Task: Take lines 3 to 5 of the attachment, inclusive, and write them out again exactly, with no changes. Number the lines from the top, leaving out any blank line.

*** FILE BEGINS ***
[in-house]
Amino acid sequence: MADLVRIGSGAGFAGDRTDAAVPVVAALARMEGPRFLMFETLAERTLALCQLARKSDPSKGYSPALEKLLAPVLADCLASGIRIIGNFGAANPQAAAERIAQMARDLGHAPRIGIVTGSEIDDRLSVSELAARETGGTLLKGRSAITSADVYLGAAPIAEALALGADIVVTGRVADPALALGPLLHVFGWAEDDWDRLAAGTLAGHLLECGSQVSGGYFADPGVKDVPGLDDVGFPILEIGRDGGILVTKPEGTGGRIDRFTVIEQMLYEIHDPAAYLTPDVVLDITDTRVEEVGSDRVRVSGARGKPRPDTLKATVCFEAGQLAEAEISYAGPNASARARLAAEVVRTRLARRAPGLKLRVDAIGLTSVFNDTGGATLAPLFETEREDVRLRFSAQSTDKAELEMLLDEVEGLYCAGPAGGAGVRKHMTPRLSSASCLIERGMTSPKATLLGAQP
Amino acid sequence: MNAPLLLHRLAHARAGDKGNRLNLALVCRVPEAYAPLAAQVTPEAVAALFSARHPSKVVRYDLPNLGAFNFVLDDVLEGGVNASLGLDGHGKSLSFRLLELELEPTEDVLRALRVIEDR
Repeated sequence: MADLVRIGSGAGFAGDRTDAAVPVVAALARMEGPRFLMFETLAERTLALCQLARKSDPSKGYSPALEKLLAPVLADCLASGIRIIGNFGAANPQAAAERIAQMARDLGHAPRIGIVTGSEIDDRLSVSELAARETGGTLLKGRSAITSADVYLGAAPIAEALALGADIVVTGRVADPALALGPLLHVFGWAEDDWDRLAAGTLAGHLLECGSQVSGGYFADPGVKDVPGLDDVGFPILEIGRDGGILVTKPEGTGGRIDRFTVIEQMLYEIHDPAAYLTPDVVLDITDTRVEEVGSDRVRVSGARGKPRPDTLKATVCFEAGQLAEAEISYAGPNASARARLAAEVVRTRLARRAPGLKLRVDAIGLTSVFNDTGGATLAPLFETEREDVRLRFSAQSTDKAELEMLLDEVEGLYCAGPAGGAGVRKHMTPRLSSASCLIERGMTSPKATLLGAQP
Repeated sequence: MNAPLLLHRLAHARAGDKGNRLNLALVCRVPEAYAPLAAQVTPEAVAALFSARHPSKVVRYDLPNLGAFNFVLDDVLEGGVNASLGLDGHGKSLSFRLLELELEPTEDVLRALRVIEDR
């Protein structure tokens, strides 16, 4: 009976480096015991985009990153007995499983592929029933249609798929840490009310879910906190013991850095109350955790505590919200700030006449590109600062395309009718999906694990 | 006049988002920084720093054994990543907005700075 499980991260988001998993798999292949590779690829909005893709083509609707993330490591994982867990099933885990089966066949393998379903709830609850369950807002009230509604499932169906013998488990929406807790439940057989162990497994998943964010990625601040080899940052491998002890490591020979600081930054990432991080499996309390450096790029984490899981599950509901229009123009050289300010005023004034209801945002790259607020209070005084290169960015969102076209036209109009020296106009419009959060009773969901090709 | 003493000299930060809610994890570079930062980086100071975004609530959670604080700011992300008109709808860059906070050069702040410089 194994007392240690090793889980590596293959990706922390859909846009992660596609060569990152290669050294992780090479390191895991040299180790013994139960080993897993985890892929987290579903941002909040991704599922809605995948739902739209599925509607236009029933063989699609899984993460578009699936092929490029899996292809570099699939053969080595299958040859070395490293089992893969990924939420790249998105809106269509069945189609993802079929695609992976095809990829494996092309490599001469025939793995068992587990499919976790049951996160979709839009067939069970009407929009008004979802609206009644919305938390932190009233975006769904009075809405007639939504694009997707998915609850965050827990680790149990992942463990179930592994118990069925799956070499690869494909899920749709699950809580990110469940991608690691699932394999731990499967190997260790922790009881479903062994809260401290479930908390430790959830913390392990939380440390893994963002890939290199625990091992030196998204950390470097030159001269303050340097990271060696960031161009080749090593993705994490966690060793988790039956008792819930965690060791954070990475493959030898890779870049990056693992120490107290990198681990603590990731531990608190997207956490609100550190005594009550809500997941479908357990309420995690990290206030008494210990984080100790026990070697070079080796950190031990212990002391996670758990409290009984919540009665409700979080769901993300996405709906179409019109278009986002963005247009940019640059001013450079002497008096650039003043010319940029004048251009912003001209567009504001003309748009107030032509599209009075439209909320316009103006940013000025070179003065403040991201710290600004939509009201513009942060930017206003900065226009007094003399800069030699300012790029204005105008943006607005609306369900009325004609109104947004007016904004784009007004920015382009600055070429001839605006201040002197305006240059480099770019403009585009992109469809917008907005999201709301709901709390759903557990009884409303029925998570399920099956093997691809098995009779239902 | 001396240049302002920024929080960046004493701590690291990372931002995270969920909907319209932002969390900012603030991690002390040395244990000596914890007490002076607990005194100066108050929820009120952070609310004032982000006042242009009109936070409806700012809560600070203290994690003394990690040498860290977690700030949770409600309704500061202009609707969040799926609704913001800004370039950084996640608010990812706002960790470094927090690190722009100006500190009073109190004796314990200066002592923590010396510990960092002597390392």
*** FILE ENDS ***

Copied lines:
Amino acid sequence: MNAPLLLHRLAHARAGDKGNRLNLALVCRVPEAYAPLAAQVTPEAVAALFSARHPSKVVRYDLPNLGAFNFVLDDVLEGGVNASLGLDGHGKSLSFRLLELELEPTEDVLRALRVIEDR
Repeated sequence: MADLVRIGSGAGFAGDRTDAAVPVVAALARMEGPRFLMFETLAERTLALCQLARKSDPSKGYSPALEKLLAPVLADCLASGIRIIGNFGAANPQAAAERIAQMARDLGHAPRIGIVTGSEIDDRLSVSELAARETGGTLLKGRSAITSADVYLGAAPIAEALALGADIVVTGRVADPALALGPLLHVFGWAEDDWDRLAAGTLAGHLLECGSQVSGGYFADPGVKDVPGLDDVGFPILEIGRDGGILVTKPEGTGGRIDRFTVIEQMLYEIHDPAAYLTPDVVLDITDTRVEEVGSDRVRVSGARGKPRPDTLKATVCFEAGQLAEAEISYAGPNASARARLAAEVVRTRLARRAPGLKLRVDAIGLTSVFNDTGGATLAPLFETEREDVRLRFSAQSTDKAELEMLLDEVEGLYCAGPAGGAGVRKHMTPRLSSASCLIERGMTSPKATLLGAQP
Repeated sequence: MNAPLLLHRLAHARAGDKGNRLNLALVCRVPEAYAPLAAQVTPEAVAALFSARHPSKVVRYDLPNLGAFNFVLDDVLEGGVNASLGLDGHGKSLSFRLLELELEPTEDVLRALRVIEDR